When we think of fat, we immediately think of our hips and gut, or about unhealthy processed foods such as potato chips, fries, crackers and fat-dripping pastries. But getting *the right* amount from good sources is good for you and probably for your waistline too.


Types of FATS:

Saturated Fats:
fat molecules “saturated” with hydrogen molecules. They are typically solid at room temperature. They increase your LDL (“bad”) cholesterol which builds-up in arteries & increases the risk for cardiovascular disease and other major health problems. Aim to keep saturated fat consumption to under 10% of your total daily calories. Sources: mainly animal products such as butter, whole milk, ice cream, cream and fatty meat, but also some oils such as coconut, palm.


Unsaturated Fats:
also known as essential fatty acids (EFA), they come in two types: mono & polyunsaturated fats, which differ by the number of double bonds (a carbon bond with no hydrogen attached to it). They are typically liquid at room temperature and lower your LDL cholesterol. If you’re getting an adequate amount of essential fatty acids they can act as anti-inflammatories, promote healthy metabolism, skin & hair. Sources: oils such as canola, olive, soy and sunflower. Also found in avocados, tahini, some nuts & seeds, flax seeds, fish.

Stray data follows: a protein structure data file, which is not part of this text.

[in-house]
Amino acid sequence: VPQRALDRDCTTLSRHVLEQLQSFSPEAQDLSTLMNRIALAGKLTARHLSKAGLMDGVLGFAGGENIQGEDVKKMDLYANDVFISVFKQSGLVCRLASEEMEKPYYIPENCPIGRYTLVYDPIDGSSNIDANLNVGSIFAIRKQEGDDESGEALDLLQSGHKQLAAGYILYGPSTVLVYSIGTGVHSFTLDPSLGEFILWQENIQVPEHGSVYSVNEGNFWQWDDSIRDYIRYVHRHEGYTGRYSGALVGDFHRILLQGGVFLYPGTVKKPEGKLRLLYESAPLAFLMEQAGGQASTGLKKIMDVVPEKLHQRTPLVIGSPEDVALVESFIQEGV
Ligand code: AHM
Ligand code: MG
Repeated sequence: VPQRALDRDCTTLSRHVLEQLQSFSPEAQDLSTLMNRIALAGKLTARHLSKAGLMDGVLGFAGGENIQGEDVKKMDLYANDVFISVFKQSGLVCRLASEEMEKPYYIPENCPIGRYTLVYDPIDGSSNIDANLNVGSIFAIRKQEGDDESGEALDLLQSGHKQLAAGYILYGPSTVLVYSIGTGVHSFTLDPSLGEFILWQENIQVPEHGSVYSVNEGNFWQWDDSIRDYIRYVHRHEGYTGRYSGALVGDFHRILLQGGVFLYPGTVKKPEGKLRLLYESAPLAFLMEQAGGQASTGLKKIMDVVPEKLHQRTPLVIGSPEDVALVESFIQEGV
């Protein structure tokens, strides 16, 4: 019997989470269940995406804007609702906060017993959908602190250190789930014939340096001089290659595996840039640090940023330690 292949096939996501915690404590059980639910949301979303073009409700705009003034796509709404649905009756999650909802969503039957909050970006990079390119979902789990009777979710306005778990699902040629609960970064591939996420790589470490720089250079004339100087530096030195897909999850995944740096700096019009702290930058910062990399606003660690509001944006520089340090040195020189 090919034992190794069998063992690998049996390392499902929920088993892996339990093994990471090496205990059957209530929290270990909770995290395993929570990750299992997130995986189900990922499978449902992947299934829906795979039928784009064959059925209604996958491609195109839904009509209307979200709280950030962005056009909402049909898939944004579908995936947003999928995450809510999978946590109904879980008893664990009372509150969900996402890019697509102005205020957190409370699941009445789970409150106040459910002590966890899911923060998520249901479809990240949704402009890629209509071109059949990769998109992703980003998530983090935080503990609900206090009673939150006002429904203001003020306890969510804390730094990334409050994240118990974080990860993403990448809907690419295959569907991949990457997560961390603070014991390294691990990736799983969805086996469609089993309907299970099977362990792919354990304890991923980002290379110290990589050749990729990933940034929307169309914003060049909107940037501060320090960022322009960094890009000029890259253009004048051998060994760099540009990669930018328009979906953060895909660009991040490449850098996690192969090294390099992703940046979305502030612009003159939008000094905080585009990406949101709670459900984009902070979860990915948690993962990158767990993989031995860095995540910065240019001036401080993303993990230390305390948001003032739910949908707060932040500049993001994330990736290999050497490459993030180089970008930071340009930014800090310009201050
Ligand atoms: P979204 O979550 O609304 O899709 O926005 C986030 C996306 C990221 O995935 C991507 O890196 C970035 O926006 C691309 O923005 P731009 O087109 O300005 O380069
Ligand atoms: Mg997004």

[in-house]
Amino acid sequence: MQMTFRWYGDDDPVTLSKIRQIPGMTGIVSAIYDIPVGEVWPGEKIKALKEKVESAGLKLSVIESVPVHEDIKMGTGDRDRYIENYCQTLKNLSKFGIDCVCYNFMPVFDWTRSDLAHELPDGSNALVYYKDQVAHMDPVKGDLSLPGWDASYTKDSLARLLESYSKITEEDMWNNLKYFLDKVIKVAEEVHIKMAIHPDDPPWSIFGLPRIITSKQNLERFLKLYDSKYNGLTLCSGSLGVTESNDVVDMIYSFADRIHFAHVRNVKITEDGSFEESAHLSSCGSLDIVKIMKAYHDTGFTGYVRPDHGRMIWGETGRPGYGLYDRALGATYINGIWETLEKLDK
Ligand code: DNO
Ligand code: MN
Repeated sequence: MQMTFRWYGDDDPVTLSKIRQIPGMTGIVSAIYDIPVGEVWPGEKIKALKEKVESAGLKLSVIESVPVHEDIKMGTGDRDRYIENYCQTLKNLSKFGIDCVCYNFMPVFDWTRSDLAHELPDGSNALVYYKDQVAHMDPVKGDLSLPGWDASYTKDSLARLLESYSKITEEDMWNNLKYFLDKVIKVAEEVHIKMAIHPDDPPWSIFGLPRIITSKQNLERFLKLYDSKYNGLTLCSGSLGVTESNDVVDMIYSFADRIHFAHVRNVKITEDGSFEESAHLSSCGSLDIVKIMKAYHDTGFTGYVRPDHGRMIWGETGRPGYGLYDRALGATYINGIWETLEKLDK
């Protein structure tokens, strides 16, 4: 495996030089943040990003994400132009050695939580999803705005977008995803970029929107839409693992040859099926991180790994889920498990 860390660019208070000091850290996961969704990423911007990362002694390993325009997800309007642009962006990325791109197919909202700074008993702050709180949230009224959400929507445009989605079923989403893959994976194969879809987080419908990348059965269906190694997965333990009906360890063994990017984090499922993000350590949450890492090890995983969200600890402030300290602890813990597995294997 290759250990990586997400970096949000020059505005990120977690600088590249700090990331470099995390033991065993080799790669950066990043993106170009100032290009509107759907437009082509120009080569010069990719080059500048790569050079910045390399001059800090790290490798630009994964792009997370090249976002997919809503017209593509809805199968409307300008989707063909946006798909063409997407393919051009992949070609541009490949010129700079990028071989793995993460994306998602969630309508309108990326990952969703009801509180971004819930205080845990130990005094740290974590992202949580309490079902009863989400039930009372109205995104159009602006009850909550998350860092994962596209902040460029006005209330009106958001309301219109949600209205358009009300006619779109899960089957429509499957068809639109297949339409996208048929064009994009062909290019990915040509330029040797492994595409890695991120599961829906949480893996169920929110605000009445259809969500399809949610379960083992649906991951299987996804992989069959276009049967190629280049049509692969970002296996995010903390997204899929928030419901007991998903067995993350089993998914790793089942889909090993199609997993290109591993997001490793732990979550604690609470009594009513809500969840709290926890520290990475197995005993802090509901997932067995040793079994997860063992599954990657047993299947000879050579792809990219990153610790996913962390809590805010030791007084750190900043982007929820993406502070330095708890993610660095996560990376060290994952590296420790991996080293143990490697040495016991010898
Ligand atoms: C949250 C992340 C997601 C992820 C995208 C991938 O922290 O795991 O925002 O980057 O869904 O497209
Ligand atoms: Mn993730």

Trans Fats:
Unhealthy fats we want to avoid! Trans fats are formed during industrial processes, when vegetable oil hardens through hydrogenation, a process intended to keep food fresh longer. These fats raise LDL cholesterol and lower HDL (“good”) cholesterol. Sources: butter, margarine, candy, processed foods of all kinds, etc. Try to limit consumption to as little as possible.


At the end of the day, fat is an important macronutrient that we all need to maintain our health. However, we should consume fats in moderation. A diet rich in vegetables, fruits, whole grains, low-fat dairy products, poultry, fish and nuts, and low in processed foods, fried foods, high-fat red meat, sugary food and beverages will help us maintain a healthy body and mind.

Noam Bechar Nature Remedies consultant Noam Bechar Clinical & Sports Nutritionist